Integrating music with the care of the dying is becoming more common in hospice and palliative care programs. Because music reaches a deep, non-rational part of us, it can calm fears, normalize breathing and stir comforting memories for the dying person.
Despite the fact that patients usually become non-verbal at the end of life, hearing is often the last sense to go. If difficult feelings like grief or anxiety or sorrow are blocking a person from relaxing into the death process, music can soften these struggles and help a person feel more peaceful. Music can shift the energy in a room, and in a person. There are many ways to bring in music as a comforting tool.
Play recordings of favorite musicians and songs. If patient is not communicative, watch for non-verbal signs of relaxation or irritation. Play the music that is calming. It is helpful to have some discussion about music with the patient before the end draws near, to learn what the patient really loves.
Thanatology is the study of the medical, psychological and sociological aspects of dying. Music thanatology focuses on using music to help patients in a holistic way, with all these aspects. This study has gained regard as the benefits have proven so effective for so many at the end of life. An excellent website about Music thanatology is www.chaliceofrepose.org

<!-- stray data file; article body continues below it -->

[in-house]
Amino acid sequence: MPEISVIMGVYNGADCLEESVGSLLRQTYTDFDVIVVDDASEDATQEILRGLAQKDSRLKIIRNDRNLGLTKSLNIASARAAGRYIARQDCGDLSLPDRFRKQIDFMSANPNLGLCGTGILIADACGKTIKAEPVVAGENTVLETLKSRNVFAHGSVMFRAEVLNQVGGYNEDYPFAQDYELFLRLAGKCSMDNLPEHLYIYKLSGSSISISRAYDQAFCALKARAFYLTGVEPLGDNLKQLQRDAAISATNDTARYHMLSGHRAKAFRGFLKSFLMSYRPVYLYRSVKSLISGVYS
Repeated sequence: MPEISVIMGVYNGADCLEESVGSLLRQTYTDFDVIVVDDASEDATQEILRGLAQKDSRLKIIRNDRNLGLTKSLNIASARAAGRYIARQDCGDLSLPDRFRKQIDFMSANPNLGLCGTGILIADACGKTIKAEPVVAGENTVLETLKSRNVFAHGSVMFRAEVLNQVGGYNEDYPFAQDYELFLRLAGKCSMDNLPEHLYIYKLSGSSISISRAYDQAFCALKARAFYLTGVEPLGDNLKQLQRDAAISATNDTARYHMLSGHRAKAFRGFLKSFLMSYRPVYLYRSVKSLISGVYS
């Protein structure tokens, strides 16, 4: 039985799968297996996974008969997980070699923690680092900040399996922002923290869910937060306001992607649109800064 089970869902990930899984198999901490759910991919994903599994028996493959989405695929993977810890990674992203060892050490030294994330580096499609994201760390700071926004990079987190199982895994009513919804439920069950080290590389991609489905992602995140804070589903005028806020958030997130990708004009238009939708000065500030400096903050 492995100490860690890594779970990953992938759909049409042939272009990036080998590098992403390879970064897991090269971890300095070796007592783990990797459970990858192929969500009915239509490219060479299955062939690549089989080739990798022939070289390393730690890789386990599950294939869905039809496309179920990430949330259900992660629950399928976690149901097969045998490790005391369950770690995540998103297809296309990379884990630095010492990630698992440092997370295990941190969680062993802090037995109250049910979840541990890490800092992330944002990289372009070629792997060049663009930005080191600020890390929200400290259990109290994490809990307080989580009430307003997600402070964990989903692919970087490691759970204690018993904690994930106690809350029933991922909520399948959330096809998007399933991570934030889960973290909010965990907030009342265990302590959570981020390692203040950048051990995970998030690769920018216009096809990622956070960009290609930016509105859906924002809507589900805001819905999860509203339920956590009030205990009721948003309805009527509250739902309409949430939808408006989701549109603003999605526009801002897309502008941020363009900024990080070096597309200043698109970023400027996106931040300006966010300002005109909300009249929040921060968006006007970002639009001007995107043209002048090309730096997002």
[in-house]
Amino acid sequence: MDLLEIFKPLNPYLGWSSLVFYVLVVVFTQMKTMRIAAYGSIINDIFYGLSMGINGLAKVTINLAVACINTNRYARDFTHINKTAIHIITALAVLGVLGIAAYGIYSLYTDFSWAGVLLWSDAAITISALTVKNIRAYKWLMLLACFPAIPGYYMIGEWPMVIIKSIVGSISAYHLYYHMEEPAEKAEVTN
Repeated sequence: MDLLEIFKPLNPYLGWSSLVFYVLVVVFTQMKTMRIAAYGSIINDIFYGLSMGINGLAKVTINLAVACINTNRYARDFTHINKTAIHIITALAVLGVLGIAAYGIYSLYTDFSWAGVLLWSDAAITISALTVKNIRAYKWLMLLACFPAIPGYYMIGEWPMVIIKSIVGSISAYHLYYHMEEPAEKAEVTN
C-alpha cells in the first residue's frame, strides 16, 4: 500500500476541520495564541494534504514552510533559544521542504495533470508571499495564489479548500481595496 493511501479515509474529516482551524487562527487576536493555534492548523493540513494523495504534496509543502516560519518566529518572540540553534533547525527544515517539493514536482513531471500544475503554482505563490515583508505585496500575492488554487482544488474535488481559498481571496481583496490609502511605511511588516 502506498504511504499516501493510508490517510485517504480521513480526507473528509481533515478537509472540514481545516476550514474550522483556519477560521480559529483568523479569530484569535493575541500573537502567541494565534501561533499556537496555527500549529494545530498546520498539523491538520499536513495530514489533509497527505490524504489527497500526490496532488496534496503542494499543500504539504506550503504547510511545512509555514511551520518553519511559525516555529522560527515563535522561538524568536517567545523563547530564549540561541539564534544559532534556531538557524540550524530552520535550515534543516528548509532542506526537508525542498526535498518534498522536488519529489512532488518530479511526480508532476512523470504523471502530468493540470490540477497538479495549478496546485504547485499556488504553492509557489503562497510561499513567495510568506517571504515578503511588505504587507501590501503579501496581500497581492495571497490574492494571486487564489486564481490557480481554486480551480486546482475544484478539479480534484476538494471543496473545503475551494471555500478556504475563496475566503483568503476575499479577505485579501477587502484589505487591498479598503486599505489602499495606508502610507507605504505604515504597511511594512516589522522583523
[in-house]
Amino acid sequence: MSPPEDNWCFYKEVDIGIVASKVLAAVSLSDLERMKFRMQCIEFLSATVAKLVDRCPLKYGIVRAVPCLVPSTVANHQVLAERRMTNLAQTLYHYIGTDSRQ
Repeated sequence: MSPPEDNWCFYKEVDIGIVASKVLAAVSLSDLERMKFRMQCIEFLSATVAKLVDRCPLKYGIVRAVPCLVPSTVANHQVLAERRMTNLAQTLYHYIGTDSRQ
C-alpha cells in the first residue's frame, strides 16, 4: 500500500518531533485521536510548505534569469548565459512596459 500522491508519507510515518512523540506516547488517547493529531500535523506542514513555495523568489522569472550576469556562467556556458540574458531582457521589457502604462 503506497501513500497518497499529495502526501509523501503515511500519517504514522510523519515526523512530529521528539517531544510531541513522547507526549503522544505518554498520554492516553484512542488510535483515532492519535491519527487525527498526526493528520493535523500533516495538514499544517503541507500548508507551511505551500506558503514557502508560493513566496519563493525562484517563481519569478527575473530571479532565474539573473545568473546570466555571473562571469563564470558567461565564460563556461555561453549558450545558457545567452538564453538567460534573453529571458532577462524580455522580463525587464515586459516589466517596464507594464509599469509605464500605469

Harp, Voice or Flute
Gentle music played at the bedside is usually well received, particularly harp or voice, or Native American flute.
The Threshold Choir of Southern Oregon is a group of local women who come to sing at the bedside of patients as a free offering of healing service. Their website is http://www.thresholdsingerssouthernoregon.org/about
Rev. Anne Bartlett of Trinity Episcopal Church in Ashland eloquently talks about the “thin veil” separating the here and the hereafter-indeed at the end of life the veil becomes very thin. Vibrations in music (harp or soft voices) accompany the dying as they begin to go. A favorite Threshold songs with words by Jack Kornfield goes like this “In the end what matters most is how well have I lived, how well have I loved, how well have I learned to let go.”